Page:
Wow & Zen
A walking tour of Japan is the perfect way to reconnect with nature and nourish the soul, writes
A walking tour of Japan.
Most Westerners arrive in Japan with pretty strong preconceptions. But what no one can fully appreciate until they visit this incredible Asian country is how everything is so considered, from tea ceremonies to toe socks to toilets with soundtracks of waterfalls. Yet this is also a culture of sensual simplicity and ritual that lingers long after the karaoke has faded.
And what better way to experience it than a four-day walking tour in the stunning Kunisaki Peninsula on the island of Kyushu, following in the footsteps of local monks? For anyone who’s time-poor and culturally hungry (which is probably most of us), this micro-trek on the country’s third-largest island is just the tonic.
By day we tramped up carved stone steps to crumbly Buddhas, and at dusk we floated like Champagne corks in natural onsen baths. And every morning we photographed our sprawling, esoteric breakfasts. Not because they were ‘so Japanese’, but because the ‘everyday’ was beautifully elevated to the sacred wherever we went.
Lesson number one in Japan: silence. Quiet is the gift everyone shares and it makes time feel deeper and personal space richer. Meeting my group on the platform at Hakata Station in Fukuoka is refreshingly subdued, but there’s a brief break in the collective hush when our guide, Julia Maeda, leads us on to the town of Yanagigaura, where we stay at a local ryokan (guesthouse).
The etiquette of the ryokan is strict: you bathe (usually in wooden tubs but here in onsens, hot springs with healing properties); you feast on kaiseki (courses of ultra-fresh, delicately presented dishes); and you rest. The rooms are spartan, but the minimalism helps reduce head clutter. Tucked into fluffy futons on the floor, I wake up refreshed and outrageously chill. Gazing out at a single maple tree in a gravel garden, the solitude tastes sweeter than chocolate.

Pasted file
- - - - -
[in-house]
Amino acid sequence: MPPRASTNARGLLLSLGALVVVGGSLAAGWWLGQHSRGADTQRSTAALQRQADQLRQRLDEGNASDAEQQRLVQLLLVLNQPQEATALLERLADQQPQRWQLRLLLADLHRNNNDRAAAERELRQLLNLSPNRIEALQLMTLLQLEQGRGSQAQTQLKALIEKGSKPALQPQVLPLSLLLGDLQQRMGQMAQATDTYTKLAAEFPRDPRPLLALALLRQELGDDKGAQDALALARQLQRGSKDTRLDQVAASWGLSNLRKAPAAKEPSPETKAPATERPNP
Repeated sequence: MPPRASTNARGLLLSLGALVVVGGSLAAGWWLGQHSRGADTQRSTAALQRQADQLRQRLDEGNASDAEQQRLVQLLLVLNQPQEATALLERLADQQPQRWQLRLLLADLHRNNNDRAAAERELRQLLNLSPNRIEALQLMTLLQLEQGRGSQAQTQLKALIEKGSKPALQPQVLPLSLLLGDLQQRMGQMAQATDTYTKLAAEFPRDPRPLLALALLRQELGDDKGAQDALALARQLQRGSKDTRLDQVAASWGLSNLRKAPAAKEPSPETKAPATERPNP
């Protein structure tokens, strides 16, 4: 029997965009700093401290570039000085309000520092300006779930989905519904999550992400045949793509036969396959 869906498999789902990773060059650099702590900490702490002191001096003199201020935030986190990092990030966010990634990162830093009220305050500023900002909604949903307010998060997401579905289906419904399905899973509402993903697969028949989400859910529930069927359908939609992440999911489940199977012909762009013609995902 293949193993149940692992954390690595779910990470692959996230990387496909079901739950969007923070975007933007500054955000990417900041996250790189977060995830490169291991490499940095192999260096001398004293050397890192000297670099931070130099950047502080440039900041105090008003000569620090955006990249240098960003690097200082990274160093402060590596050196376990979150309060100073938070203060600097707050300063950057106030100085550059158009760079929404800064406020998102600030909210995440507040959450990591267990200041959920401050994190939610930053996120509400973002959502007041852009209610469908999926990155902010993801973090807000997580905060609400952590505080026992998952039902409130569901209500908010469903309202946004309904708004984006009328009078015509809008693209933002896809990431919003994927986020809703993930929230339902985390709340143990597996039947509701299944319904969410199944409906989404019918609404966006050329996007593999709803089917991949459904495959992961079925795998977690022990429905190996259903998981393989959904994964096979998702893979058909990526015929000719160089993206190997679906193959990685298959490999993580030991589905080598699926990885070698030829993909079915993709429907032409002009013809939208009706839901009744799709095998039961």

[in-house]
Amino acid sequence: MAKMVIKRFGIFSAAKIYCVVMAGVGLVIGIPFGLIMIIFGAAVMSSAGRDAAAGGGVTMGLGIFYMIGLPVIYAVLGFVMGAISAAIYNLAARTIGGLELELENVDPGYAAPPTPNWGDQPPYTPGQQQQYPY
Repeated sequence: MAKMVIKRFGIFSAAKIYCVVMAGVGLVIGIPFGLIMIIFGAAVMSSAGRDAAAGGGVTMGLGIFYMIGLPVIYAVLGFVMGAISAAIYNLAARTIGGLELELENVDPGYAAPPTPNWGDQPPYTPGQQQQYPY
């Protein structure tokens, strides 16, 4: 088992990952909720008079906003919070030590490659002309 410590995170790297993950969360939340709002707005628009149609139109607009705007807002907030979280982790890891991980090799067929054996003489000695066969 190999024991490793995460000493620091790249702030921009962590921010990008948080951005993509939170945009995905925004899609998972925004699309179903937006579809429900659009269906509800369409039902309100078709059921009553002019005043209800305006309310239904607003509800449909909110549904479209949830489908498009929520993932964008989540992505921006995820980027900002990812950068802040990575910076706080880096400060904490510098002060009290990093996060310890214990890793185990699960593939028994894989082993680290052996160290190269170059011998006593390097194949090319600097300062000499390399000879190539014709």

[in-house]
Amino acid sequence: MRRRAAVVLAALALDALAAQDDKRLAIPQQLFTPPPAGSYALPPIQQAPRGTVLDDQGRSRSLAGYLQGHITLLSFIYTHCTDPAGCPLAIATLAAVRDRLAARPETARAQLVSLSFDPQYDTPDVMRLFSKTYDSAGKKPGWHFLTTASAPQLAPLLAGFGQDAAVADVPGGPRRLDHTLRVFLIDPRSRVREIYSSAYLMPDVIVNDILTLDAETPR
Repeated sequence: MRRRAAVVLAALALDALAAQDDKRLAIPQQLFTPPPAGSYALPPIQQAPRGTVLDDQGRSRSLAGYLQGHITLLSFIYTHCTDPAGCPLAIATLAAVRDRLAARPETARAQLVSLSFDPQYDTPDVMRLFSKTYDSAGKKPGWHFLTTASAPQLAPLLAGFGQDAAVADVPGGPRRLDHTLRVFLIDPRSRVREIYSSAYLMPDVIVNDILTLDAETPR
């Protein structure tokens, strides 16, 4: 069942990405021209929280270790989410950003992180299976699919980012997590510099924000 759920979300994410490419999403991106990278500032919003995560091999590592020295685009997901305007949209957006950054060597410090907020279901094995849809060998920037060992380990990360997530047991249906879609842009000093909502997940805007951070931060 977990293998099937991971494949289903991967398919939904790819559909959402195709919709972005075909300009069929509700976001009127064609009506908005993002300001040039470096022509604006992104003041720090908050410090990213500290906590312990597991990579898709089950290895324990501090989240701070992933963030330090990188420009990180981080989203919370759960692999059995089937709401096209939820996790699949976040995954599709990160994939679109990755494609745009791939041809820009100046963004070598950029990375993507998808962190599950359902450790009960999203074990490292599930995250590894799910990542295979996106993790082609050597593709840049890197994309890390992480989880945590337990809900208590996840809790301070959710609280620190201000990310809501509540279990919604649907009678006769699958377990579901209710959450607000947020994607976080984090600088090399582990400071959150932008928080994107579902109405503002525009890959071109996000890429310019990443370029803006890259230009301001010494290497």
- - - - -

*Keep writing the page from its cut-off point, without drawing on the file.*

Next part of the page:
We transfer to Kimano Magaibutsu to begin the walking part of our tour. Bells line the forest trails (to warn bears of human approach) and there are bamboo poles and walking sticks on offer for even the gentlest climbs. I take advantage of one as the incline here is steep and long, and the stairs strewn with boulders said to have been tossed there by angry gods. My reward for reaching the top is a wall of 11th-century Buddhas. Next stop is Tashibu-no-sho, a quirky little village where the streets are lined with scarecrows in
tuxedos, roadside altars, wafting clouds of incense, cat bowls and plaster frescoes designed to ward off fire and bad luck. The Shinto temple complex of Usa Jingu, one of the country’s grandest shrines, is our last sight for today. Broad, foot-polished stairs disappear into the surrounding forest, beckoning a future visit, but we must press on to our accommodation at the Fukinoto Inn, a ryokan in the hamlet of Fuki-ji. Next door is a temple dating from 718AD.
Rising at dawn, I sit painting the temple with a small watercolour set before joining the daily Zen Buddhist zazen meditation session. After breakfast we tour the temple, a lovely wooden structure that’s surely as captivating today as when it was built. As we enter, we are handed steaming green tea in handmade cups by head monk Junyu. It’s a heavenly way to start the day.
Today’s hike begins in nearby Coton-mura. As we traverse a dam to the Choan-ji, once the most powerful temple in Kunisaki, I begin to understand the visual and feudal overlays in Akira Kurosawa’s films. After lunch, we brave a sheer climb to reach Tennen-ji, a tiny temple carved into the cliff face, before making our way to the ruins of the Kyu-Sento-ji temple. Next we transfer to Imi, a port town with a growing population of artists, where an old sake brewery has been transformed into a multi-level art gallery and cafe. This is my kind of place…
We visit Ota and the local farmers participating in Walk Japan’s Community Project. Who knew shiitake farming was so compelling? Next, we set off for Kitsuki, an historic town without power lines or commercial signage to drag you into the present. I’m reluctant to leave the Edo romance to head for our final destination, Yufuin. But what’s not to love about Yufuin? More onsen to soak weary muscles, shopping for cult items at cute kiosks and a sneaky glass of French Champagne at Nicol’s Bar in the Tamanoyu Hotel. Travel is all about balance, after all. #
Built in the eighth century, the Fuki-ji temple is the oldest wooden structure on the island of Kyushu and one of the highlights of Walk Japan’s Kunisaki & Yufuin walk. It’s of moderate difficulty and daily walking time varies between two and three-and-a-half hours.
CLOCKWISE FROM TOP LEFT Junyu, head monk at Fuki-ji, one of the oldest temples in Kyushu. Cherry-tree lane. Some of the Buddha statues you’ll see. The historic town of Kitsuki, a step back in time. Traditional Shinto torii gate at Usa Jingu.